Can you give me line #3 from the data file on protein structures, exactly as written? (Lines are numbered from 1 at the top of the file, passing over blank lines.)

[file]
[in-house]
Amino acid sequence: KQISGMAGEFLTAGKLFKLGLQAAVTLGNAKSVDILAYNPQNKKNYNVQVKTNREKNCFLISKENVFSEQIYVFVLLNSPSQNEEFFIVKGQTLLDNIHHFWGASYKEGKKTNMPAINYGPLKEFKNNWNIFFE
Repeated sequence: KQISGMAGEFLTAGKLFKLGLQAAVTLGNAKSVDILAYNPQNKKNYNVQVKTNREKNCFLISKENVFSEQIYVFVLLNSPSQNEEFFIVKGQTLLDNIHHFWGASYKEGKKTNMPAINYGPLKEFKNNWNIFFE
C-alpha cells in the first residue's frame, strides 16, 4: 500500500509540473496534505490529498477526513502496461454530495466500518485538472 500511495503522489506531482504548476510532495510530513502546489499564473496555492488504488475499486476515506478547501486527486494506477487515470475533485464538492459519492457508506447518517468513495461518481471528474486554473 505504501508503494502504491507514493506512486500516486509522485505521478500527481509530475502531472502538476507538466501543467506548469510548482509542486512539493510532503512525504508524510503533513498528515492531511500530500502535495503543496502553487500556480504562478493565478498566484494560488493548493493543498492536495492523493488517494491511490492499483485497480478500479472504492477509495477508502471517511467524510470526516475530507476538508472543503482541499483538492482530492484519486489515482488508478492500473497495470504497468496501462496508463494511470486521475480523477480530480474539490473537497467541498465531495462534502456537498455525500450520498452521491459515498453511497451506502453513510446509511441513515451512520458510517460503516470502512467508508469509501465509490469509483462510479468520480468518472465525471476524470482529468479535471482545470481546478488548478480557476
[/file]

Repeated sequence: KQISGMAGEFLTAGKLFKLGLQAAVTLGNAKSVDILAYNPQNKKNYNVQVKTNREKNCFLISKENVFSEQIYVFVLLNSPSQNEEFFIVKGQTLLDNIHHFWGASYKEGKKTNMPAINYGPLKEFKNNWNIFFE